three diggers and a lovely quartz vein
Yes, the answer is: more rocks. Sorry guys, but we had a long rock and mineral 'unit study' in this particular year of homeschool. My son is still picking up rocks and admiring them (and probably always will). Today he found a lovely chunk of golden-colored calcite at Pioneer Farms in Austin, Texas, and promptly shoved it in his pocket. The great thing is, he's aware of God's creation around him and still in awe of it... the rocks, the bugs (hence the nasty assassin bug bite at the pool yesterday), and everything else.
The field trip I'm blogging about this time happened in 2006 (January). I love winter field trips. Why? Because I hate to sweat and feel sticky... or get sunburned... or feel like I am going to DIE without the air-conditioner. I really am a Texan, I promise... but not all Texans love hot weather, contrary to what you may have heard. Some of us would rather ride around in our FREEZING COLD vehicles and stay in our FREEZING COLD houses while the grass withers away outside in August and September. OK, maybe in April through November.
The crystals are easy to find and they guaranty that you will find some or they will refund your money (there is a small fee to get in and dig). The driveway is paved with quartz rock and tiny crystals as you drive in. Remember, these people have a huge pit where they mine for the big display crystals and sell them for hundreds of dollars each. Most of the dirt on the hill has been mined by machine and professionals before you get to it. Any of the huge and perfect specimens of quartz have already been removed, but they miss some good ones that would make perfect finds for eager little rock-hounds. They also sell chemicals for you to wash the crystals in (because most of them have iron oxidized on them from the dirt they are in and are a rust or orange color). They clean up real "purdy-like" if you know what you are doing. There are plenty of websites that explain the process (see my previous rock unit post for more), but it requires MAJOR adult supervision due to the use of acids. My kids took home three or four BAGS full of crystals and we washed and kept most of them. We have a few that are shiny and clear, but most have a few stains. I haven't bothered with chemicals to remove it. It doesn't bother me. I still keep a few favorite finds from this trip on my dresser in the bedroom (a twin crystal and one large single shard that is half as big as my hand).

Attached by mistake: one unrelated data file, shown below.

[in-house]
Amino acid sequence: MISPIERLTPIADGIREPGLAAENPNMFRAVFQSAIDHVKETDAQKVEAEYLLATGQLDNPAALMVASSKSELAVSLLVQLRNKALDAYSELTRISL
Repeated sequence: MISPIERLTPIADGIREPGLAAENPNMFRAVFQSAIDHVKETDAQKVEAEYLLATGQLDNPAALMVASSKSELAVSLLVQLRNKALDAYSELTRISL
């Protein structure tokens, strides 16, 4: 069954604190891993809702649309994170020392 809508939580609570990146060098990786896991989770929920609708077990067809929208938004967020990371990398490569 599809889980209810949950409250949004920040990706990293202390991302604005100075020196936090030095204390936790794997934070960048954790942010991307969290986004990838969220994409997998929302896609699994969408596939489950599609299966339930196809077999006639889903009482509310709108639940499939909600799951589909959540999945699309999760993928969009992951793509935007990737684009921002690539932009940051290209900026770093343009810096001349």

They had a little picnic table at the "mine" which is more of a huge hill and deep OFF-LIMITS pit with red clay dirt. We ate lunch there with some co-op friends and enjoyed the cool January sunshine. When taking this trip, be SURE to pack lots of water and snacks for after lunch or before (depending on when you get there). A sack or bucket with a lid to carry your rocks in (used bread wrappers or large Ziplocks are good. A pillow and blanket would be nice on the way back home, too. The kids will be WORN OUT from all the digging and excitement.
This unit was one of our favorites of the year and you can read more about the other field trips we took and the activities we did at the links below. I highly suggest that you go digging for crystals or other interesting rocks somewhere if you can't go to Coleman's Miller Mountain and Coleman's Rock Shop. According to the kids, this field trip "ROCKED".
Other Quick Links:Sprittibee's Homeschool Series (Links for field trip lists, book lists, other years...)
KONOS Rock Unit Fun
Field Trip Foto Friday: Pinnacle Mountain
Memories from our KONOS Rock Unit (additional photos and info on this field trip)
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